The Thurston County Board of Commissioners will hold a public hearing on Tuesday, December 16 at 5:30 p.m. to receive public comment on a proposal to create a Transportation Benefit District in unincorporated Thurston County. Commissioners are considering the creation of the district to address the growing need for maintenance and preservation of the county's roads, bridges, and transportation infrastructure.
State law authorizes cities and counties in Washington to create local transportation benefit districts to help fund public transit operations and local transportation infrastructure, and those transportation benefit districts are allowed to collect various fees and taxes. Among those funding options, transportation benefit districts are allowed to collect an annual car licensing fee of up to $20 without voter approval.
Thurston County Commissioners will take public testimony on a proposal to create a transportation benefit district that would cover only the unincorporated areas of the county. If commissioners approve the transportation benefit district proposal, they could also choose to include a $20 annual car licensing fee for vehicles registered in unincorporated Thurston County. The car licensing fee would raise approximately
$1.8 million annually for preservation and maintenance of the county's transportation infrastructure.
"Over the years, inflation and rising costs for materials and labor have eaten away at the county's buying power. That means we're losing ground each year on our ability to maintain our existing roads infrastructure and provide the current level of service, let alone make investments in new projects to keep up with our growing population," said Ramiro Chavez, Director of the county's Public Works Department.
"We're exploring our options with the transportation benefit district because preserving our road infrastructure today will actually save money in the long run," said Chavez. "If we don't invest now and we wait until our roads and bridges reach the point of failure, it can cost us two times or even three times as much money to replace those roads and bridges. But if we use the transportation benefit district funds to make strategic investments now and protect what we already have, we can avoid those much larger costs."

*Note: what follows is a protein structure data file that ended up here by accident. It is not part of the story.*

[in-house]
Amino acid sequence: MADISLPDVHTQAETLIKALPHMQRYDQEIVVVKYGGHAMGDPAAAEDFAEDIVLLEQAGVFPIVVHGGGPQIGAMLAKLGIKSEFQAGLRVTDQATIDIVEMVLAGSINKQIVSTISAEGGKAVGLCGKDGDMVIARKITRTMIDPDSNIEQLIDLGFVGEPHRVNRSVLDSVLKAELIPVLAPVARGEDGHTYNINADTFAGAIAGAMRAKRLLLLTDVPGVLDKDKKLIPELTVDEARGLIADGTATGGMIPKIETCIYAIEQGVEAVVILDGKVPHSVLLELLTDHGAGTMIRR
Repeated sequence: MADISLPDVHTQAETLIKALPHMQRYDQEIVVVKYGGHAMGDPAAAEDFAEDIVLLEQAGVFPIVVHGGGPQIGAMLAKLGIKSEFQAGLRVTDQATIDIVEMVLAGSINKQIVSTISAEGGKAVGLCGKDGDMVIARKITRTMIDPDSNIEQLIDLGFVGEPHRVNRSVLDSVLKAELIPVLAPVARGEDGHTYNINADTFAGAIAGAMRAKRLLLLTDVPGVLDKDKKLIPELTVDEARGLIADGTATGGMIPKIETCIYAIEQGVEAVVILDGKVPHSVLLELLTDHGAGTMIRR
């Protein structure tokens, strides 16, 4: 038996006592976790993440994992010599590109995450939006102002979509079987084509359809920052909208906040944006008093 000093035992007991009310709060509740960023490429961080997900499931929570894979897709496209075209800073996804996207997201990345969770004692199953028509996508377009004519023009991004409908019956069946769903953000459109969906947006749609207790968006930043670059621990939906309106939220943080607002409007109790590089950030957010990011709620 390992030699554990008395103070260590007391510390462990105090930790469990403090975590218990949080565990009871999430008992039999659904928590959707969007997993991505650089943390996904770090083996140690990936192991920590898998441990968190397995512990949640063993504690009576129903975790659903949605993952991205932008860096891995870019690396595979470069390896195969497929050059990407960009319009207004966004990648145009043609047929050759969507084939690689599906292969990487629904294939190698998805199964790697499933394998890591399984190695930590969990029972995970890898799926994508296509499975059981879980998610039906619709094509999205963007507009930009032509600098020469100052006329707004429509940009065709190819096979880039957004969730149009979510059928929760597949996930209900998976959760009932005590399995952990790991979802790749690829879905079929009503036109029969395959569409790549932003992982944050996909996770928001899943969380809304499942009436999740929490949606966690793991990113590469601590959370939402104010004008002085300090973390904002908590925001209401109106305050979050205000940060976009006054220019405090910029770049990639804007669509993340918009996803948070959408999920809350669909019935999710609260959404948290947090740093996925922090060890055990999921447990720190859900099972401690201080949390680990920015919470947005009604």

As part of the proposal, Chavez and staff from the county's Public Works Department have outlined programs for infrastructure preservation, improved safety, and improved technology as the three main strategies for the county's proposed transportation benefit district. If county commissioners approve the proposal, the three commissioners would form the new district's board of directors, and would develop and approve a specific work plan and list of projects.
Thurston County's transportation system has an estimated value of more than $750 million and includes:
- More than 1,000 miles of roadway
- 109 bridges
- 47 miles of trails
- More than 110 miles of sidewalks
- More than 23 miles of guardrail
- More than 17,000 traffic signs
While the county's transportation system is extensive, it also is aging and struggling to keep up with population growth:
- 30 percent of the county's bridges are more than 45 years old.
- Without new funding for maintenance and preservation, 63 percent of the county's roads will be rated in "poor condition" in 10 years.
- Since 2004, the cost to chipseal one mile of roadway has more than doubled.
- Commercial vehicle trips are expected to increase by 24 percent in the next 10 years and move more than 400 million tons of goods each year.
For more information about the transportation benefit district proposal, the county's transportation infrastructure, and the work of the county's Public Works Department, please visit www.co.thurston.wa.us/publicworks
. WHAT: Public Hearing on Transportation Benefit District ProposalWHEN:
Tuesday, Dec. 16 at 5:30 p.m.WHERE:
County Courthouse Building One, Room 280 at 2000 Lakeridge Drive SW in Olympia, 98502-30-